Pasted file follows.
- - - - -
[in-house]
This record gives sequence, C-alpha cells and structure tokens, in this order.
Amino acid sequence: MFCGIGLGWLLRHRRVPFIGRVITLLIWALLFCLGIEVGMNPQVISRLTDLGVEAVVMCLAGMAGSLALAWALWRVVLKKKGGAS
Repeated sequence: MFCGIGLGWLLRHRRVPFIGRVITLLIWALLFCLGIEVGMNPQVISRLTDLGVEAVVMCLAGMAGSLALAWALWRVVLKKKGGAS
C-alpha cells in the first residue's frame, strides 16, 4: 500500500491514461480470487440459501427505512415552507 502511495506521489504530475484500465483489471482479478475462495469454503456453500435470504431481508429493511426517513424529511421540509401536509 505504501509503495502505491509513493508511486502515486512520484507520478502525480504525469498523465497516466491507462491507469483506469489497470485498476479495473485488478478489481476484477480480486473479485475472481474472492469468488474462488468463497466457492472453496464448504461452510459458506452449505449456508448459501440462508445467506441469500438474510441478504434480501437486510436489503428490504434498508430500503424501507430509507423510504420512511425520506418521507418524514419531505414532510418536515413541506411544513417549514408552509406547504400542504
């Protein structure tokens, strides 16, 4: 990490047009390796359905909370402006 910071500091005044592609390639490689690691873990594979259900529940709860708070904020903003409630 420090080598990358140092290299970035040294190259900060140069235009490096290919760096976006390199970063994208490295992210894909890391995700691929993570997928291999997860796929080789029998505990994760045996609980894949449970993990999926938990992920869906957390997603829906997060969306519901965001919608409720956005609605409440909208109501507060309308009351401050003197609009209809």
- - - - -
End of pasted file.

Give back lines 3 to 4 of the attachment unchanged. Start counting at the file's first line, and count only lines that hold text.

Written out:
Amino acid sequence: MFCGIGLGWLLRHRRVPFIGRVITLLIWALLFCLGIEVGMNPQVISRLTDLGVEAVVMCLAGMAGSLALAWALWRVVLKKKGGAS
Repeated sequence: MFCGIGLGWLLRHRRVPFIGRVITLLIWALLFCLGIEVGMNPQVISRLTDLGVEAVVMCLAGMAGSLALAWALWRVVLKKKGGAS